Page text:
It's common knowledge that mothers should not smoke while pregnant. But the actual mechanism behind what is going on in the womb is, surprisingly, not well understood.
New research changes that, finding that a major reason unborn babies are harmed by smoking is due to free radicals and unwanted molecules moving around the mother's body.
This new research is an international project between the University of Technology Sydney (UTS), Chulalongkorn University in Bangkok, and the Kolling Institute in Australia.
"Prior to the study, it was thought that nicotine caused most adverse effects on the health of mothers and their offspring," said lead researcher, Brian Oliver from UTS.
"When a person smokes, however, additional toxic chemicals and billions of free radicals (oxidants) are inhaled, enter the blood stream and affect the whole body."
It isn't just the lungs that are then affected. The molecules, known as free radicals, have already been shown to cause damage to our whole bodies – and can lead to cancer.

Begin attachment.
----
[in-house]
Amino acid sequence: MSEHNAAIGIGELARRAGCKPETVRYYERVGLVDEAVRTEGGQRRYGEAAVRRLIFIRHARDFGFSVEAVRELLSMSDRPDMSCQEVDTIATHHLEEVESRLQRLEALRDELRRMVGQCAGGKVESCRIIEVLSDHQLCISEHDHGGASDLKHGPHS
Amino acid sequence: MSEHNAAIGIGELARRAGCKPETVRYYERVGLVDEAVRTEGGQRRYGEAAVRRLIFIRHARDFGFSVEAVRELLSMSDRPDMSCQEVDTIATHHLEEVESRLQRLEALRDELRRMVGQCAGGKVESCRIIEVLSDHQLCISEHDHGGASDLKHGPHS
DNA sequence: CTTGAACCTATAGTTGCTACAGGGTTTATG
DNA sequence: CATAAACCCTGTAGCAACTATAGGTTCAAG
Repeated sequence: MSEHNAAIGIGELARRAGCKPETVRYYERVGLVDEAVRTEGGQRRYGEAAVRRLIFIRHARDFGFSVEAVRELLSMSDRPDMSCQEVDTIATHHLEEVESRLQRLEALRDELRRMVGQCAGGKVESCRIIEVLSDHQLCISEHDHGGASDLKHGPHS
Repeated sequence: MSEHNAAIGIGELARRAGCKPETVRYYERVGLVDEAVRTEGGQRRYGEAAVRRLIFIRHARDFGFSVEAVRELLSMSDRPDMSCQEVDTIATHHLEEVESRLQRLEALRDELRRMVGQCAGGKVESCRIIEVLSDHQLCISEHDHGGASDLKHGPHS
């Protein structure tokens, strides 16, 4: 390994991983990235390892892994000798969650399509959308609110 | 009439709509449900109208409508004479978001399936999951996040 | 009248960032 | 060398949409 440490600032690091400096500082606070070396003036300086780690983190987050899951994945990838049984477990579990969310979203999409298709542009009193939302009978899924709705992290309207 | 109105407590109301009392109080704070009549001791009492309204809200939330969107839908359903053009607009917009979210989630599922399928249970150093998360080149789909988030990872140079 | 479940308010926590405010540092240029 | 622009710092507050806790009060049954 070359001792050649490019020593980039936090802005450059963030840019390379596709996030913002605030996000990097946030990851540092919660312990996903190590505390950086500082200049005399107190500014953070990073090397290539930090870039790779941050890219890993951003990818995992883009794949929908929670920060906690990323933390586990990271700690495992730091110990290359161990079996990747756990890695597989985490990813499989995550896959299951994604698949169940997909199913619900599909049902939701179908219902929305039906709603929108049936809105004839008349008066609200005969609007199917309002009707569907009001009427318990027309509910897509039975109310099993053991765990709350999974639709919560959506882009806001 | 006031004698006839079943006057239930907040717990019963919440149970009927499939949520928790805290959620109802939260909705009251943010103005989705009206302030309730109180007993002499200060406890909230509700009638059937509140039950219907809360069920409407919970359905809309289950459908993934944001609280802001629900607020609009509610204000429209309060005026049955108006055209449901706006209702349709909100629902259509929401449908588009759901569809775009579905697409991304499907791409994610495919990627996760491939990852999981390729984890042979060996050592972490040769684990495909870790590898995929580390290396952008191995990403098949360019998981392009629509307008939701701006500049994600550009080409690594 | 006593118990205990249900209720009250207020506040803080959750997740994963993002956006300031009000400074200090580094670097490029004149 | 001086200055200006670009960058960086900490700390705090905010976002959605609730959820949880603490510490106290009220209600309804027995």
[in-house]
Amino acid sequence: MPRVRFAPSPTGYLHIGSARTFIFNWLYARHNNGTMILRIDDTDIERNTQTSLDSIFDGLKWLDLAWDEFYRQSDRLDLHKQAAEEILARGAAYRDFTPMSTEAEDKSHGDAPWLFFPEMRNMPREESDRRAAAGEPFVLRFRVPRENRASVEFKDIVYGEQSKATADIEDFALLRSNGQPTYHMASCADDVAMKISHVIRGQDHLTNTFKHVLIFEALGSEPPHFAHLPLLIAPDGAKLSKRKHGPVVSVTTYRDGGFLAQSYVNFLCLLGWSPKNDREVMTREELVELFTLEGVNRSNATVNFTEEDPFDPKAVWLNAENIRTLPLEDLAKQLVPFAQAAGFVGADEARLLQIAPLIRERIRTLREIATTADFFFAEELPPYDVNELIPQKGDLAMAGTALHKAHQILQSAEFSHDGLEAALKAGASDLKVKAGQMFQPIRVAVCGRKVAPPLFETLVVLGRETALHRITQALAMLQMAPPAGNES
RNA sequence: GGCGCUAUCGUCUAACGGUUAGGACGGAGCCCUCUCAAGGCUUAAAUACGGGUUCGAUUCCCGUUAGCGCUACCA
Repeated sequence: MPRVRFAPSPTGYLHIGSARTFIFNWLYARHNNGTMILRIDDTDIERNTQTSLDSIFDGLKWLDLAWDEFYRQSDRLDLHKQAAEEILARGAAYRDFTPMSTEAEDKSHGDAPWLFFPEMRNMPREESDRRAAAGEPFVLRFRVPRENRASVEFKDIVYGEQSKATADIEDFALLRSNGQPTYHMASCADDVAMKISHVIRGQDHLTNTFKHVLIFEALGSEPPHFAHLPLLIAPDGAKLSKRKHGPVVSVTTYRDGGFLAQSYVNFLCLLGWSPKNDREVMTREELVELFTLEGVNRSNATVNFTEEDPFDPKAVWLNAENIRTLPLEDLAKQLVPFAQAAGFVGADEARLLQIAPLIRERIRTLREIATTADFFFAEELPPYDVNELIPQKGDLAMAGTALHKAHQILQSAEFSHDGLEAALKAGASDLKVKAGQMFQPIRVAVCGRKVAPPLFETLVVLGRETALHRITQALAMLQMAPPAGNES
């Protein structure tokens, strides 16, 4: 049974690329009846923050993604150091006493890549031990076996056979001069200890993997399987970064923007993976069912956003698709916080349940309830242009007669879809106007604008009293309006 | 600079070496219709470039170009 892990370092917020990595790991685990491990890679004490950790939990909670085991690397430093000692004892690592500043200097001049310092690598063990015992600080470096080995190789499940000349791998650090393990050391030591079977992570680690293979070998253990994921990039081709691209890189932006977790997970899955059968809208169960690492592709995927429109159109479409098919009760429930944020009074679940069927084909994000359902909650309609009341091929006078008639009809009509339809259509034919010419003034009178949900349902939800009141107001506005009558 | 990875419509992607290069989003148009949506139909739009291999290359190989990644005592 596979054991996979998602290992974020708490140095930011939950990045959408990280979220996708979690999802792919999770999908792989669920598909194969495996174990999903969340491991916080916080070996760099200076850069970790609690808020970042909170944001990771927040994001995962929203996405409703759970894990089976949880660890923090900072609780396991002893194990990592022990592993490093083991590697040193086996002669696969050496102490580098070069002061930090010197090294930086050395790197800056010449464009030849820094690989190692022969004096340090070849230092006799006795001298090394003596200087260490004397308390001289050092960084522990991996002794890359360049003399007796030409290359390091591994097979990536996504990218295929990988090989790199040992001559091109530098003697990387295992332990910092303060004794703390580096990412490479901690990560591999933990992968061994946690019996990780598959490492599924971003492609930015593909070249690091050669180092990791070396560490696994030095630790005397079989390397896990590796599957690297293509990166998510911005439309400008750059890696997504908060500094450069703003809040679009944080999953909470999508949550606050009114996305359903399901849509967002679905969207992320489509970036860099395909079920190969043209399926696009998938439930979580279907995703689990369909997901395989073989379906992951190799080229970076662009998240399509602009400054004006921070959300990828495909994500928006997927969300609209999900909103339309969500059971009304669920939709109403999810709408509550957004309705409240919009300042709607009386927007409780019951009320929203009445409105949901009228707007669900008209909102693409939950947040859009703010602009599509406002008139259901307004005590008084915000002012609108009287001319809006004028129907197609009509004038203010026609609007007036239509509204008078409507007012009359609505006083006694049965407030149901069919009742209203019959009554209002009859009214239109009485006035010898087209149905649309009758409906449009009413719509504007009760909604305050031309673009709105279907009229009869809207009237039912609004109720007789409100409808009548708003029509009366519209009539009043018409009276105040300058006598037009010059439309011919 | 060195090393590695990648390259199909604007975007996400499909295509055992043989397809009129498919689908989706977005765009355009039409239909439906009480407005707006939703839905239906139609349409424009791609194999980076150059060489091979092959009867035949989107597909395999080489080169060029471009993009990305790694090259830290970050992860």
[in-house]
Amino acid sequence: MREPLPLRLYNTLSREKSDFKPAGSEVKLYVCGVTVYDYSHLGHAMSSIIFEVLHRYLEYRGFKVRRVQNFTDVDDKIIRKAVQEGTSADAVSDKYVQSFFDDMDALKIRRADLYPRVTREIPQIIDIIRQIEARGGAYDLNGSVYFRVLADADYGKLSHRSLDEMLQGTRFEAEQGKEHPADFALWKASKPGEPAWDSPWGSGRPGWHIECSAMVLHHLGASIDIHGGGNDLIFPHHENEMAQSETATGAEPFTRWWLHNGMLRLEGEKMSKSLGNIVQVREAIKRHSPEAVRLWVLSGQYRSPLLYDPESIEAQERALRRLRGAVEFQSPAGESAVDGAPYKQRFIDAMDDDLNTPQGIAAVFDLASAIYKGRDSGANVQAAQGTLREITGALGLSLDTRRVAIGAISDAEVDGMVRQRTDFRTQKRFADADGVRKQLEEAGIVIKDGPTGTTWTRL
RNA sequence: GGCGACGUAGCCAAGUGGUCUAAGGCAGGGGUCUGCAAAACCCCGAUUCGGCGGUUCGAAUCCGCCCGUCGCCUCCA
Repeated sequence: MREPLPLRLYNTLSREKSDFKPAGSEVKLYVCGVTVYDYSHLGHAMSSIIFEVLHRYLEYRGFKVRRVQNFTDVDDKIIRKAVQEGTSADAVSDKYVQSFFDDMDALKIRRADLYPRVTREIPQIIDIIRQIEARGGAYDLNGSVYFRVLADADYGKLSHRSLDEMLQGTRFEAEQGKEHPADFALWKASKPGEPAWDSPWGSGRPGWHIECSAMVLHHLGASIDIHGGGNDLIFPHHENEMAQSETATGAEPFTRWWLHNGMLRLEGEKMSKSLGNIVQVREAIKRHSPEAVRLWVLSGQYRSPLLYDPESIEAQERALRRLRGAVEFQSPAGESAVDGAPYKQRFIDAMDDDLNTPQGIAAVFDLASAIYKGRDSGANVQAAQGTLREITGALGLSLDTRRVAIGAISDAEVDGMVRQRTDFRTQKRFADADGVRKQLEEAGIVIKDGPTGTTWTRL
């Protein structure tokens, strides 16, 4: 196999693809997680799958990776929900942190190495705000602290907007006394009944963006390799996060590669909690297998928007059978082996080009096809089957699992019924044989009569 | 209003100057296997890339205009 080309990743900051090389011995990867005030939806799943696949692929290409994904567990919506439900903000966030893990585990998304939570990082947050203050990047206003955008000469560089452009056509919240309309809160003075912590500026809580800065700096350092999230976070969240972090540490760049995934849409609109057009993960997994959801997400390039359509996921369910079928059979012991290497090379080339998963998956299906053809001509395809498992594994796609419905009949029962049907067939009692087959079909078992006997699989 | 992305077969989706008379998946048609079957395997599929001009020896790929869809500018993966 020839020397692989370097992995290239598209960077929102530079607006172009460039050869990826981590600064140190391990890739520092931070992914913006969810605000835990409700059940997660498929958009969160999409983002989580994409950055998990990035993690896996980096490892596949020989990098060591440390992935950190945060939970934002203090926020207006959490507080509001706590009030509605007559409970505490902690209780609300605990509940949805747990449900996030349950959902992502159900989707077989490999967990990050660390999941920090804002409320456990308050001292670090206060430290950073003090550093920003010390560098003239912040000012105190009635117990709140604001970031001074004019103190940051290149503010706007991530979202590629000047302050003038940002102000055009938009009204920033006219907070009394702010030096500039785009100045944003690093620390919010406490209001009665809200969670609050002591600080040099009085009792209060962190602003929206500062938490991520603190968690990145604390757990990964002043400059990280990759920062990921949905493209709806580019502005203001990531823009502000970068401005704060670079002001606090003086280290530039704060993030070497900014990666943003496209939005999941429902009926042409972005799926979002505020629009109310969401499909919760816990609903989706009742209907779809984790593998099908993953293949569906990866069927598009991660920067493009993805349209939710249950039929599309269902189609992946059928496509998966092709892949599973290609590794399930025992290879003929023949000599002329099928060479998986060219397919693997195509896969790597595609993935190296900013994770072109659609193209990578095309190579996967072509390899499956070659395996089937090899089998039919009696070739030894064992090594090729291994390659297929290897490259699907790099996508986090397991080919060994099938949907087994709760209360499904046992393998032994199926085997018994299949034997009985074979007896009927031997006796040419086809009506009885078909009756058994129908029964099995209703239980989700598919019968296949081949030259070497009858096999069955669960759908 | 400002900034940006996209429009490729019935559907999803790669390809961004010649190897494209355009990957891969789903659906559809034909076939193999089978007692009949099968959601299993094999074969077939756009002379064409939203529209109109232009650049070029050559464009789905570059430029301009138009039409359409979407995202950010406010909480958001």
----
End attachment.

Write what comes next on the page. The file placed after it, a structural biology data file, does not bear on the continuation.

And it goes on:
"Free radicals are molecules like hydrogen peroxide (H2O2) that are highly reactive and can chemically change (similar to bleaching) tissues in the body. For pregnant women, the response to these chemicals extends to the developing child," Oliver added.
Human studies have already shown that maternal smoking is associated with damaged lung development, airflow limitations and an increase in the risk of respiratory infections.
But now we have more of an idea why this is the case which is important for scientists to be able to explore if and how they can limit the damage.
Especially considering this is also an issue for women living in high pollution areas, or use other forms of nicotine, that aren't traditional smoking such as e-cigarettes. The researchers are now investigating these areas.
The research has been published in American Journal of Physiology - Lung Cellular and Molecular Physiology, and was included in the APS Select, a collection of outstanding research from the society.